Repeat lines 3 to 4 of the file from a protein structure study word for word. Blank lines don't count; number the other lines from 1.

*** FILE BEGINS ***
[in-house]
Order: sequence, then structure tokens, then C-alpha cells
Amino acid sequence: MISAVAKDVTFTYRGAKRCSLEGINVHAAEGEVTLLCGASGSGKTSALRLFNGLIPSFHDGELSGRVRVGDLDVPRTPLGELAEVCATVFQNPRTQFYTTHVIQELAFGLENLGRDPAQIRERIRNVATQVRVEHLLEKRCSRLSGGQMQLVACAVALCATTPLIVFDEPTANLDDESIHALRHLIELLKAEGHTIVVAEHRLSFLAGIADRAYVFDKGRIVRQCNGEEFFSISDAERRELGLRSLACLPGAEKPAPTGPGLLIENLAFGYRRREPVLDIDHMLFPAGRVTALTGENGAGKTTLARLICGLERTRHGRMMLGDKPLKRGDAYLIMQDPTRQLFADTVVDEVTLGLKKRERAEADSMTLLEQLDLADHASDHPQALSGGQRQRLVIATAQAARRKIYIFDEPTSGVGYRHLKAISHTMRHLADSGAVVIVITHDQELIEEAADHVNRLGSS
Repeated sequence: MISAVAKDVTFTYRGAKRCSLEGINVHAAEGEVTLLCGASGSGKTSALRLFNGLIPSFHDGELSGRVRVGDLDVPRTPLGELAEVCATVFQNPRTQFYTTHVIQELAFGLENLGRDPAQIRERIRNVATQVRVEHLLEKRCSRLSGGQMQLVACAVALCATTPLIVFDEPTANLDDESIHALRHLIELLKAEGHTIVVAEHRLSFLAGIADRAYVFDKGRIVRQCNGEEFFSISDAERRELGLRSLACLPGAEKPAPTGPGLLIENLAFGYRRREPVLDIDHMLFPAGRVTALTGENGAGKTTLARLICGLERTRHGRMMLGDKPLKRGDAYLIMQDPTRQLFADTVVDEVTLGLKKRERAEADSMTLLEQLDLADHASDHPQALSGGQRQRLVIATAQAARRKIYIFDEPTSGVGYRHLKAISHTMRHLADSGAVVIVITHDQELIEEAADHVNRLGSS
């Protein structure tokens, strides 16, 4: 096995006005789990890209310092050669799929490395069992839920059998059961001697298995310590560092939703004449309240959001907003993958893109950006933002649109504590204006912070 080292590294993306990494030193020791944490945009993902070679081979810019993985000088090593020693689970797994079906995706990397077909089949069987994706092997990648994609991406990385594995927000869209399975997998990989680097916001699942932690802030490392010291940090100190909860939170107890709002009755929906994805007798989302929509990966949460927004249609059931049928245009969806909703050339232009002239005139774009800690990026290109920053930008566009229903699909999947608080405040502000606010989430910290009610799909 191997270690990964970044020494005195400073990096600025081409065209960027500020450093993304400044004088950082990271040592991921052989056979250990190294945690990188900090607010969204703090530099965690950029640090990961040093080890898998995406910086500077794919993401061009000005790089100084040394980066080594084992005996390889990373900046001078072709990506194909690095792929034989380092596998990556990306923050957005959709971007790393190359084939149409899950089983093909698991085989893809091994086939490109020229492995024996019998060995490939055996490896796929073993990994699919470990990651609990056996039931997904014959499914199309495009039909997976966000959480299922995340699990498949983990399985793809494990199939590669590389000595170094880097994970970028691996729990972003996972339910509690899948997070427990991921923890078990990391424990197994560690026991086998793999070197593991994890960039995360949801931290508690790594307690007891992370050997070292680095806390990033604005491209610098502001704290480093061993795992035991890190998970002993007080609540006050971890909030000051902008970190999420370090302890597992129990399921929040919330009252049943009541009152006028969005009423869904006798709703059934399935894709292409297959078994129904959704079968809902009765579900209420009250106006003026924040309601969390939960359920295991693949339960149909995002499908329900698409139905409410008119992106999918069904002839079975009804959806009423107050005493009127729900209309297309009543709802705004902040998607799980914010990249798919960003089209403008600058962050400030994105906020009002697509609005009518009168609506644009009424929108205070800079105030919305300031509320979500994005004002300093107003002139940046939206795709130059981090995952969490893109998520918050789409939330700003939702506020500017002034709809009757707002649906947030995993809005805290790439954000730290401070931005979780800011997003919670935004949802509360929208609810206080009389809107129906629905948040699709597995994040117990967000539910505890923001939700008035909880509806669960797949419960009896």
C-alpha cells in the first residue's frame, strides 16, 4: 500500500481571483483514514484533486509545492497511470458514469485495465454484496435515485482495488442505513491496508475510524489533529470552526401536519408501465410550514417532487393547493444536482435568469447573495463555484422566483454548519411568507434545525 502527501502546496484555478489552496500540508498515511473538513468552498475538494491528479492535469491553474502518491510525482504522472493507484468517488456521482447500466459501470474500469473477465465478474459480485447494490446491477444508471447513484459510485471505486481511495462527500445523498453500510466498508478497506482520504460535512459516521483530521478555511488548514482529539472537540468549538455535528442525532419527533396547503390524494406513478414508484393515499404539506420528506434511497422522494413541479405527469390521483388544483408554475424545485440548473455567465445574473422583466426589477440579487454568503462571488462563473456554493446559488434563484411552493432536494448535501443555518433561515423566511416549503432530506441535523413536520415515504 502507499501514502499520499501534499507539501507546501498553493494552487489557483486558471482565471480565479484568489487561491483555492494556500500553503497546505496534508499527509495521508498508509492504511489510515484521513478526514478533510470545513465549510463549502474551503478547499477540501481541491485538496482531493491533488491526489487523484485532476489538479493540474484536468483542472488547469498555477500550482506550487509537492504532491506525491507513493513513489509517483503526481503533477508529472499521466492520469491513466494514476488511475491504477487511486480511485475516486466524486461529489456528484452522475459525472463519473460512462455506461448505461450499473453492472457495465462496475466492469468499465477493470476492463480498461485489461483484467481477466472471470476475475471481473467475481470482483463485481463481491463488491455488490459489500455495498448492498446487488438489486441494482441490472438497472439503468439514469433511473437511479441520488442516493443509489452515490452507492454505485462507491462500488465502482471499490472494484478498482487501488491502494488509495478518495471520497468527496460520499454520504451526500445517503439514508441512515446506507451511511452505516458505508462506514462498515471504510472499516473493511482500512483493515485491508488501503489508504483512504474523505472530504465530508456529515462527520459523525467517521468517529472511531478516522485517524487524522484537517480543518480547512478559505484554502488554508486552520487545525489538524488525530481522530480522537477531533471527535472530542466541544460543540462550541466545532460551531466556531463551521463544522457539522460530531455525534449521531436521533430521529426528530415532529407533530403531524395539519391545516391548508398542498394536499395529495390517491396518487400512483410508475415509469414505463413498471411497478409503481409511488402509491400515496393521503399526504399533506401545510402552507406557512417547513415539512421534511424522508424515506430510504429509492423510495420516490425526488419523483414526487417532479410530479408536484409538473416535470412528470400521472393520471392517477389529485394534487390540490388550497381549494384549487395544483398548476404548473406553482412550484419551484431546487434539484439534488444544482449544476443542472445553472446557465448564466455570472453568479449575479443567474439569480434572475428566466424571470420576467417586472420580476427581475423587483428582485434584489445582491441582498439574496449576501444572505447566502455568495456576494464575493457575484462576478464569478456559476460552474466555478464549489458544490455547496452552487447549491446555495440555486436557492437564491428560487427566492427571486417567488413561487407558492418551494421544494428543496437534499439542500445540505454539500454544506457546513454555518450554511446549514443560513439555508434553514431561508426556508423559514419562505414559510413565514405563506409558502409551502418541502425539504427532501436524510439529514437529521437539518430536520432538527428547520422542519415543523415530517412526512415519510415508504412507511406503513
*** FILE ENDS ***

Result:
Amino acid sequence: MISAVAKDVTFTYRGAKRCSLEGINVHAAEGEVTLLCGASGSGKTSALRLFNGLIPSFHDGELSGRVRVGDLDVPRTPLGELAEVCATVFQNPRTQFYTTHVIQELAFGLENLGRDPAQIRERIRNVATQVRVEHLLEKRCSRLSGGQMQLVACAVALCATTPLIVFDEPTANLDDESIHALRHLIELLKAEGHTIVVAEHRLSFLAGIADRAYVFDKGRIVRQCNGEEFFSISDAERRELGLRSLACLPGAEKPAPTGPGLLIENLAFGYRRREPVLDIDHMLFPAGRVTALTGENGAGKTTLARLICGLERTRHGRMMLGDKPLKRGDAYLIMQDPTRQLFADTVVDEVTLGLKKRERAEADSMTLLEQLDLADHASDHPQALSGGQRQRLVIATAQAARRKIYIFDEPTSGVGYRHLKAISHTMRHLADSGAVVIVITHDQELIEEAADHVNRLGSS
Repeated sequence: MISAVAKDVTFTYRGAKRCSLEGINVHAAEGEVTLLCGASGSGKTSALRLFNGLIPSFHDGELSGRVRVGDLDVPRTPLGELAEVCATVFQNPRTQFYTTHVIQELAFGLENLGRDPAQIRERIRNVATQVRVEHLLEKRCSRLSGGQMQLVACAVALCATTPLIVFDEPTANLDDESIHALRHLIELLKAEGHTIVVAEHRLSFLAGIADRAYVFDKGRIVRQCNGEEFFSISDAERRELGLRSLACLPGAEKPAPTGPGLLIENLAFGYRRREPVLDIDHMLFPAGRVTALTGENGAGKTTLARLICGLERTRHGRMMLGDKPLKRGDAYLIMQDPTRQLFADTVVDEVTLGLKKRERAEADSMTLLEQLDLADHASDHPQALSGGQRQRLVIATAQAARRKIYIFDEPTSGVGYRHLKAISHTMRHLADSGAVVIVITHDQELIEEAADHVNRLGSS